Having conducted first-person research on organized crime, insurgencies, illicit economies and other risky topics in some of the most dangerous parts of the world, Vanda Felbab-Brown’s new paper on how to conduct fieldwork in such circumstances offers unique perspectives. The analysis and advice are presented in “Security Considerations for Conducting Fieldwork in Highly Dangerous Places Or On Highly Dangerous Subjects”, published in May 2014 by the Social Science Research Council’s (SSRC) Drugs, Security, and Democracy Program. Felbab-Brown’s paper, Working Paper on Research Security No. 3, is a part of SSRC’s fieldwork series. While readily acknowledging that interviewing criminals, militants and intelligence and security actors can get one arrested, kidnapped or killed, Felbab-Brown presents a set of fieldwork guidelines and personal anecdotes that illustrate possible approaches for researchers as they confront the very real security threats inherent to their line of work.
Felbab-Brown argues that conducting both secure and effective research that minimizes threats to the external and internal validity of causal claims and policy assessment demands extensive preparation and the ability to stay calm under pressure, while also knowing how to turn adrenaline into one’s advantage, engage in quick, on-the-spot reasoning and make continual judgments about the fluid security situation in which one is working. She emphasizes the importance of specific logistical and security preparation—which can easily equal the time to be spent in the field—and advises that multiple research trips are usually necessary for establishing a set of contacts that can eventually serve as a gateway to certain regions, interlocutors and interviewees.
For Felbab-Brown, an important component of conducting her research involves learning about the local context and making considered decisions about levels of acceptable risk. While some researchers in her field think about carrying firearms for protection or offer payments to sources, Felbab-Brown details why such actions can be dangerous: “Your safety as a researcher comes from sound judgment, good safety procedures, and maintaining a low profile, not the extent of your firepower.” At the same time, Felbab-Brown offers an unsentimental perspective on the manner in which one must think when conducting dangerous fieldwork: “In places such as Afghanistan or Somalia, for instance, I will wear Merrels or hiking boots with my burqa or abaya, hijab, and niqab, even though the shoes make clear I am not a local and increase the chances of kidnapping. But I make the judgment that if the risks of kidnapping are high anyway, it is much better to be abducted in comfortable shoes, in the event I will be forced to trek across the Hindu Kush.”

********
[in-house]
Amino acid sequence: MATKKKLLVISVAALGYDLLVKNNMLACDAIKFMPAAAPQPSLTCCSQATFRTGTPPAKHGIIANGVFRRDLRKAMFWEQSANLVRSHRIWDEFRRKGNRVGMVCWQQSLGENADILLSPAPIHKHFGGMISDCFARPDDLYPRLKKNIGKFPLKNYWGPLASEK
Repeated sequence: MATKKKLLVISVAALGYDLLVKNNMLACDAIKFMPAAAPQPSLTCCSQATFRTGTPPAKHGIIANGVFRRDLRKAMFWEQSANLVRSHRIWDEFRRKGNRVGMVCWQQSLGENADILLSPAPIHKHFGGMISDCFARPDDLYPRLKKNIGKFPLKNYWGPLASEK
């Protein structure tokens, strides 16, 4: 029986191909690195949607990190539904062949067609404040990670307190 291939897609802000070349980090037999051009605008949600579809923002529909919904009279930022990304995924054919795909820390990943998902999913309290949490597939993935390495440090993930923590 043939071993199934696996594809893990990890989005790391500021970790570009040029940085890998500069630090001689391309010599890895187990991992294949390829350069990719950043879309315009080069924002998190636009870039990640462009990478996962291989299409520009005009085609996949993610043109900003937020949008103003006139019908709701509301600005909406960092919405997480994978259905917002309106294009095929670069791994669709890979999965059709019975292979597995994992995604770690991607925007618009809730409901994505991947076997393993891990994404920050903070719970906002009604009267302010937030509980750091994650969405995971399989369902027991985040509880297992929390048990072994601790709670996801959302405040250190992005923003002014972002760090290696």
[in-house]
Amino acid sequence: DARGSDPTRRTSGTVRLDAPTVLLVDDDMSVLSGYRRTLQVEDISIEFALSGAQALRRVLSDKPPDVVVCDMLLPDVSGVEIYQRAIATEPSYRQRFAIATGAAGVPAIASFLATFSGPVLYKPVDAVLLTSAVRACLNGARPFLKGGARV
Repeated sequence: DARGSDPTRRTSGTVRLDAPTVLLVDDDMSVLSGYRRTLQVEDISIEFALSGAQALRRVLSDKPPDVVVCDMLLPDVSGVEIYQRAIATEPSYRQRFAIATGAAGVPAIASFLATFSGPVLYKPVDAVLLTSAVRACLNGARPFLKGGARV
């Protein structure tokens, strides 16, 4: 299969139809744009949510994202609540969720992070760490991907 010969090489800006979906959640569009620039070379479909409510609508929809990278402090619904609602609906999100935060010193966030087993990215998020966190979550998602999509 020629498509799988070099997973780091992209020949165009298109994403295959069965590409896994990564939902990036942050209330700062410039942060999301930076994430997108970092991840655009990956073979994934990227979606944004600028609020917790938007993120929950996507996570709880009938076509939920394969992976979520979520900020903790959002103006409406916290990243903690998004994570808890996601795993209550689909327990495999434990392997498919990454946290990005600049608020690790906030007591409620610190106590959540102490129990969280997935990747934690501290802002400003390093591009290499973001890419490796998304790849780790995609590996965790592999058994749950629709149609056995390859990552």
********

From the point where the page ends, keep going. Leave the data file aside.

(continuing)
Felbab-Brown’s paper provides relevant observations beyond broad safety concerns, drawing on her experiences as a female researcher working in contexts where gender norms can further exacerbate security threats. She discusses practical concerns such as procuring money and which supplies to bring, establishing security monitors and operational security before and during the interview phase and working with fixers, interpreters and drivers. She also covers inter-personal and moral questions, such as how to interact with local interlocutors and the best ways to create trust, enhance access and interact with locals, and which information to disclose and which not.
The full list of elements discussed in the paper for establishing security while conducting highly dangerous fieldwork includes: preparation before entering dangerous areas; planning one’s exit; essential supplies (money and critical documents, means of communication, food and other vital supplies); keeping a low profile or choosing to stand out; the place of gender in research practice; working with fixers, interpreters and drivers; misrepresentation and the disclosure of information about one’s interlocutors; operational security during the interview phase (in relation to situational awareness, and also trust and access); what to do when problems do happen; and the maintenance of security after return to a safer place or home.
Finally, when problems do indeed happen, Felbab-Brown details critical considerations for dealing constructively with those ‘worst-case’ scenarios, such as a kidnapping or finding oneself in the middle of a firefight. Indeed, she even advises on ways not just to survive the dangerous moments, but to turn them to the researcher’s advantage: “A town siege by striking cocaleros that prevents the researcher from leaving for several days may yield interviews that were undreamt of during the research design phase.”
This type of adaptability is ultimately a key component of Felbab-Brown’s advice. Given the uncertainty and hidden nature of much research involving dangerous activities and people, Felbab-Brown cautions that: “New leads to interesting interviewees and fascinating new strands of research and hypotheses will arise on the spot. Good research will be designed flexibly enough—including from a security perspective—to allow pursuing those new lines of inquiry.”
[Stabilization is] difficult to do in Iraq and especially Syria because no one wants the U.S. to put lots of forces on the ground to be doing that and locals will struggle to do it well.